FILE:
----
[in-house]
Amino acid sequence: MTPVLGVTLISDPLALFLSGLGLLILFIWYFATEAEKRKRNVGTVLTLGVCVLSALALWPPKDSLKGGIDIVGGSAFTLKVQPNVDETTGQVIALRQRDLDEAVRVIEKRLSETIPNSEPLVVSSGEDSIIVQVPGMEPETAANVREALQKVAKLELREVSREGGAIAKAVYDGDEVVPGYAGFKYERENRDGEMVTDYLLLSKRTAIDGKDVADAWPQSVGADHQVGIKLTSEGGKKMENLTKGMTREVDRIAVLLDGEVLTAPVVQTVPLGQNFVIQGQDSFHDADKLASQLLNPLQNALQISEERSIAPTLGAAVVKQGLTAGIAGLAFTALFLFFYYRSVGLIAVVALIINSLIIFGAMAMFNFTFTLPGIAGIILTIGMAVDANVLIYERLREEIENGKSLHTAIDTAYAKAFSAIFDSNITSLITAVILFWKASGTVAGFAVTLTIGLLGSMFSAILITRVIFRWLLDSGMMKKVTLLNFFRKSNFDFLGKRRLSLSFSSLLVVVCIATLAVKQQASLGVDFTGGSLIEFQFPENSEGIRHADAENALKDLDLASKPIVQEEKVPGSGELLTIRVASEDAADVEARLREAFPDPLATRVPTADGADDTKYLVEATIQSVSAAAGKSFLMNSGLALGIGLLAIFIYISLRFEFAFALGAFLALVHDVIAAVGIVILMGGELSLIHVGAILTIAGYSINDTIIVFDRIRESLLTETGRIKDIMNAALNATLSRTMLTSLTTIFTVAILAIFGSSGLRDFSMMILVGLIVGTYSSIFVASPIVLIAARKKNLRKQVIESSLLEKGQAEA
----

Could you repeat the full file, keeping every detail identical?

[in-house]
Amino acid sequence: MTPVLGVTLISDPLALFLSGLGLLILFIWYFATEAEKRKRNVGTVLTLGVCVLSALALWPPKDSLKGGIDIVGGSAFTLKVQPNVDETTGQVIALRQRDLDEAVRVIEKRLSETIPNSEPLVVSSGEDSIIVQVPGMEPETAANVREALQKVAKLELREVSREGGAIAKAVYDGDEVVPGYAGFKYERENRDGEMVTDYLLLSKRTAIDGKDVADAWPQSVGADHQVGIKLTSEGGKKMENLTKGMTREVDRIAVLLDGEVLTAPVVQTVPLGQNFVIQGQDSFHDADKLASQLLNPLQNALQISEERSIAPTLGAAVVKQGLTAGIAGLAFTALFLFFYYRSVGLIAVVALIINSLIIFGAMAMFNFTFTLPGIAGIILTIGMAVDANVLIYERLREEIENGKSLHTAIDTAYAKAFSAIFDSNITSLITAVILFWKASGTVAGFAVTLTIGLLGSMFSAILITRVIFRWLLDSGMMKKVTLLNFFRKSNFDFLGKRRLSLSFSSLLVVVCIATLAVKQQASLGVDFTGGSLIEFQFPENSEGIRHADAENALKDLDLASKPIVQEEKVPGSGELLTIRVASEDAADVEARLREAFPDPLATRVPTADGADDTKYLVEATIQSVSAAAGKSFLMNSGLALGIGLLAIFIYISLRFEFAFALGAFLALVHDVIAAVGIVILMGGELSLIHVGAILTIAGYSINDTIIVFDRIRESLLTETGRIKDIMNAALNATLSRTMLTSLTTIFTVAILAIFGSSGLRDFSMMILVGLIVGTYSSIFVASPIVLIAARKKNLRKQVIESSLLEKGQAEA